Most small businesses don’t spend much time thinking about their core values. It’s a concept that can seem like fluffy B.S., especially when everyone and their brother talk about the same things: excellent customer service, team player, integrity, etc. If not done right, core values can quickly sound like familiar platitudes.
I didn’t spend much time thinking about core values myself until I started reading some popular business books – they all talk about them. I wondered if I was missing a key element in developing Ascend Business Growth. Daniel Cable’s description of core values in his book, Change to Strange, Create a Great Organization by Building a Strange Workforce, really got my wheels turning. He starts by saying:
“If you want to beat down competition and win, then you want to cultivate a strange workforce that is obsessive – intensely preoccupied with something [that customers care about].”
That word – obsessive – hit home with me. My mind started cultivating a short list of things we are obsessive about. And I started asking myself if we obsess about them because they’re important to us or our customers. Do our obsessions make us unique at all?
Daniel said companies need to be willing and able to develop these obsessions into a key competitive advantage.
“Willing” means there is something that you and your workforce will suffer through to deliver long-term value to customers while your competitors will not. It means you are doing something both valuable and rare. [And willing to take the necessary risks to make it happen.]
“Able” means that there is something your workforce is uniquely qualified to do – some obsession, quality, or competency that allows them to deeply impress customers in a way the competition could not do even if they were willing to try.
These “obsessions” translate into your core values or workforce characteristics. They define your ideal employee – the type of person you wish you had 10 of because they add tremendous value to the company and the customer’s experience.
But the key is that they’re unique to your company. Your competitors could not or would not use them to describe their own workforce.
Example of Core Values
Daniel’s book has a bunch of examples of core values. Here’s what I came up with for Ascend Business Growth:
- Driven by Curiosity: A rapid learner constantly searching for deeper understanding. Always looking for more effective strategies and processes.
- Open-Minded: Not afraid to try something new. Seriously consider all points of view before taking action.
- Scientific: Bases ideas on a careful and rational examination of the facts. Utilizes well-developed analytical skills to create and test hypotheses, choosing the best course of action based on solid data.
- Strives for Perfection: Pays extreme attention to details. Puts maximum effort into every aspect of the job. Embraces constructive criticism and has a deep desire for constant improvement.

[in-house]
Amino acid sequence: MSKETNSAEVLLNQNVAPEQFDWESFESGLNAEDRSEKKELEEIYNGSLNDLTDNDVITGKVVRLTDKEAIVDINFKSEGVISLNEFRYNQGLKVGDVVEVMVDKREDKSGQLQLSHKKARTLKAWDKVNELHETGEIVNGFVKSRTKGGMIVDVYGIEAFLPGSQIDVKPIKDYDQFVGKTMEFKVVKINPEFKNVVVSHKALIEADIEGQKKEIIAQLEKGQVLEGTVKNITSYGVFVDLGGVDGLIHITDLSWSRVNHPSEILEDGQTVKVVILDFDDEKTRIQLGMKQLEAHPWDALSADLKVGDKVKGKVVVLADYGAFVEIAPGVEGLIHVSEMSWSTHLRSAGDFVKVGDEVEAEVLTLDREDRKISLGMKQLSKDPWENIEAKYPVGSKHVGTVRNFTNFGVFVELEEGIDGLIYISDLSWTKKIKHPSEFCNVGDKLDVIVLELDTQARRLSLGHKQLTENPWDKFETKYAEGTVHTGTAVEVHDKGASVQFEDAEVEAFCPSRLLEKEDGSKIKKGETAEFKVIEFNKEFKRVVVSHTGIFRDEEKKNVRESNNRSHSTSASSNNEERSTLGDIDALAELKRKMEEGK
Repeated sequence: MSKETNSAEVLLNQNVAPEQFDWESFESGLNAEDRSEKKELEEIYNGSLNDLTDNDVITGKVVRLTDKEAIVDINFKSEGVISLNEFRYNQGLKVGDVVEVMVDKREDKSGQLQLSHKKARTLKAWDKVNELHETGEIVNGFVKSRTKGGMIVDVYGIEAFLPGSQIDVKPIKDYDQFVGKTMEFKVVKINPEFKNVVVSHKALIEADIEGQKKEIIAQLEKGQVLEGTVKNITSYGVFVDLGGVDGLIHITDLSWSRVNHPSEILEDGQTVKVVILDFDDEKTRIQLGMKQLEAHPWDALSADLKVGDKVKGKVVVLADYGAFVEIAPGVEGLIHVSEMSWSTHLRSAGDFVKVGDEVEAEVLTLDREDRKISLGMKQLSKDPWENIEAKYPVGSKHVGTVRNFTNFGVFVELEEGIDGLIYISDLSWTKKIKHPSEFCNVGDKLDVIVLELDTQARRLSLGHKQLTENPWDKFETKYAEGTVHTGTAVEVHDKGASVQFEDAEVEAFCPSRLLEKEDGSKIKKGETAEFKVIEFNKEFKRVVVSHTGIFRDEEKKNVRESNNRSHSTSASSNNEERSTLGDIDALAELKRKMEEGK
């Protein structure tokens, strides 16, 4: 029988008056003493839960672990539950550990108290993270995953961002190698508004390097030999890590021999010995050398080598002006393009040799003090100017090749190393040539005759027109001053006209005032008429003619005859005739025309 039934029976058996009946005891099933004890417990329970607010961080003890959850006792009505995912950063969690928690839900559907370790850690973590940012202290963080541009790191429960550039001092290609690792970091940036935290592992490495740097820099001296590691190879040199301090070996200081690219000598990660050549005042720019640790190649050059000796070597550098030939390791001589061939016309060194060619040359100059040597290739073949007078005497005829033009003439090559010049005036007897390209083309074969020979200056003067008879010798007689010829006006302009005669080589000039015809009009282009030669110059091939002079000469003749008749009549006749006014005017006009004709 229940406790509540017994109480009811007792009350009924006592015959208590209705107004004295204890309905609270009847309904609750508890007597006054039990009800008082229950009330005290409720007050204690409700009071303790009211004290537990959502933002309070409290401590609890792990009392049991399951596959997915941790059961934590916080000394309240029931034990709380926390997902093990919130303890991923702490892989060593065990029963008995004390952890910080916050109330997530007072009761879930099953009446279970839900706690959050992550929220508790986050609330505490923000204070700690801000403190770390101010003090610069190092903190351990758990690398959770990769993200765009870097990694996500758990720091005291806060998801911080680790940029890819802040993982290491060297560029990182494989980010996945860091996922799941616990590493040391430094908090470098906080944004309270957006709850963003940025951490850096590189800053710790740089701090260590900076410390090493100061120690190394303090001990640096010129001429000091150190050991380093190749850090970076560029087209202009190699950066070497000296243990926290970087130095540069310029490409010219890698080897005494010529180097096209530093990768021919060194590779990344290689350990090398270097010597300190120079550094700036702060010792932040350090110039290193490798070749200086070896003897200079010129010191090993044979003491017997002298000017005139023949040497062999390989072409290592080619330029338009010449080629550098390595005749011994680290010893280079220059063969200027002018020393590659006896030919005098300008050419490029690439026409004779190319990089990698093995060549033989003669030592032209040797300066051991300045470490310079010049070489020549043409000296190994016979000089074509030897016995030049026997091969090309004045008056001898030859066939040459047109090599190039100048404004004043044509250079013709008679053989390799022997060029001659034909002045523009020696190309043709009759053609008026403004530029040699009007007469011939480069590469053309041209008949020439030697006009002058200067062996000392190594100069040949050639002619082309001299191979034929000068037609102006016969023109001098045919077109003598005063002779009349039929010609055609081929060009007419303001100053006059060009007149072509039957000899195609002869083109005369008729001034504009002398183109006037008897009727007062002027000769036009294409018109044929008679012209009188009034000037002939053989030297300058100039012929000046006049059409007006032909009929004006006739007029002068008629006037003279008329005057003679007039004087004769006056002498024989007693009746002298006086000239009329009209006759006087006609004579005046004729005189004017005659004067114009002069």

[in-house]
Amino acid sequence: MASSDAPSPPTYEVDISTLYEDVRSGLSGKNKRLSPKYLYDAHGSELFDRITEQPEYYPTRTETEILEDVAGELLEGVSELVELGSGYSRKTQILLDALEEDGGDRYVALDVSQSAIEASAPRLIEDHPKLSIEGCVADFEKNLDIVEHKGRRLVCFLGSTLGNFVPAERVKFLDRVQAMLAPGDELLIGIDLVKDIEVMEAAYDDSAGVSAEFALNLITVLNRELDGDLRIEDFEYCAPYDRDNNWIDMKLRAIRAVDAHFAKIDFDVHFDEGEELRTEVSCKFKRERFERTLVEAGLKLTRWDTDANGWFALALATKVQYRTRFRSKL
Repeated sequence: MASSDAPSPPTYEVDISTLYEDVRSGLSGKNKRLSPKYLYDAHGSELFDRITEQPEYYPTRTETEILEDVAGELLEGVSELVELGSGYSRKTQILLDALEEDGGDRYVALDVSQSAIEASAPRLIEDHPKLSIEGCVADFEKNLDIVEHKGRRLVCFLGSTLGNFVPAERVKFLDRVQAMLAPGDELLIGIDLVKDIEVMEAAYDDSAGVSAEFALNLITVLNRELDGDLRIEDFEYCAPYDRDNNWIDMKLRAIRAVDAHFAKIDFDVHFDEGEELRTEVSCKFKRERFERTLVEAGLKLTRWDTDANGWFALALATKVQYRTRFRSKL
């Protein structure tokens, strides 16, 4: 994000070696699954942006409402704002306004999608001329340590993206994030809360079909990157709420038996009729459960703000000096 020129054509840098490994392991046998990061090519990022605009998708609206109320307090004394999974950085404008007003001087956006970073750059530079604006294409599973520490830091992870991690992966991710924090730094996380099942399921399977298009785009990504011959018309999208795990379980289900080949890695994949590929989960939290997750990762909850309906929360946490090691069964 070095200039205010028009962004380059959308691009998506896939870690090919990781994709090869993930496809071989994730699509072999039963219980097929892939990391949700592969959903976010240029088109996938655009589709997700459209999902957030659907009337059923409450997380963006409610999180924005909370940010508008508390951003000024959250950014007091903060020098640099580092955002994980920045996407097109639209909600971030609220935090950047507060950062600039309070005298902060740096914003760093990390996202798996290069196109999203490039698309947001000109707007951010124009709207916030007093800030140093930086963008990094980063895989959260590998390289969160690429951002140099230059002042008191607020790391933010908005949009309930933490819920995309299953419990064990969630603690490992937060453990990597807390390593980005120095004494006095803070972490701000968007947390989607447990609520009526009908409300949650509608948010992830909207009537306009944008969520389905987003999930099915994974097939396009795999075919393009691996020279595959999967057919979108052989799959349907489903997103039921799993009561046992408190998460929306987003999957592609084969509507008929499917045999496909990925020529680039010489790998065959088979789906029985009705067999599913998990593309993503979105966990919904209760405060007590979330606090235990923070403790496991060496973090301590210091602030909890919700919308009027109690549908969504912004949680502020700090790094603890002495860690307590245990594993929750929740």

- Invested: Combines personal humility with a genuine passion for the success of the company and clients. Takes ownership and responsibility for decisions, actions, and results.
2 Reasons Why Developing Core Values is Worth the Time and Effort
1. Hiring the Right People
It’s the people in your company who make or break you. When you clearly define your core values and the behaviors you expect, they become invaluable in helping you choose the right people for your team. And when you hold your workforce accountable to those characteristics, you’ll be able to determine who fits – and who doesn’t - quickly.
2. Engaging With the Right Customers
Strongly defined workforce characteristics can be valuable from the sales side as well. You’ll have a better chance of aligning with your ideal profitable customer vs. the customer who eats up all your time and mental energy. Not every customer is a good fit for your company; clearly communicated and understood core values will help you know much more quickly if there’s a disconnect.
For example, one of Ascend Business Growth’s core values is to be scientific – base ideas on a careful and rational examination of the facts. If a customer hates data and makes the majority of decisions from the heart, we probably aren’t going to get along very well.
I’ve learned that core values are the guiding principles for doing business and selecting your workforce. They keep you focused on what’s truly important and the reason your business even exists. They get people aligned and excited about what the company represents to the marketplace.
How Core Values Tie In to Your Online Presence
I could give you lots of statistics about the percentage of people who do independent online research before they purchase. Still, it’s evident that the Internet has dramatically changed how people buy stuff.
When someone comes to your website to evaluate whether or not they want to do business with you, the more they know about you, the better. If it’s super easy to understand what you do, the value you provide, who you are, and what you stand for, they can make a decision about you faster. If you talk to any highly successful sales professional, they’ll tell you,“People buy from people they like.”
Core values give prospects a better flavor of who your company is, what you stand for, and what they can expect from working with you. They won’t do much for you if they’re the typical platitudes they read on many websites. But if you spend time and effort thinking about them and what they mean to your company, they could add real value.
Sketching out Ascend Business Growth’s core values has been an interesting adventure. It’s a work in progress, to be sure, but I was surprised at the feeling of purpose I felt even after the first go-round. Core values fluffy B.S.? I don’t think so anymore.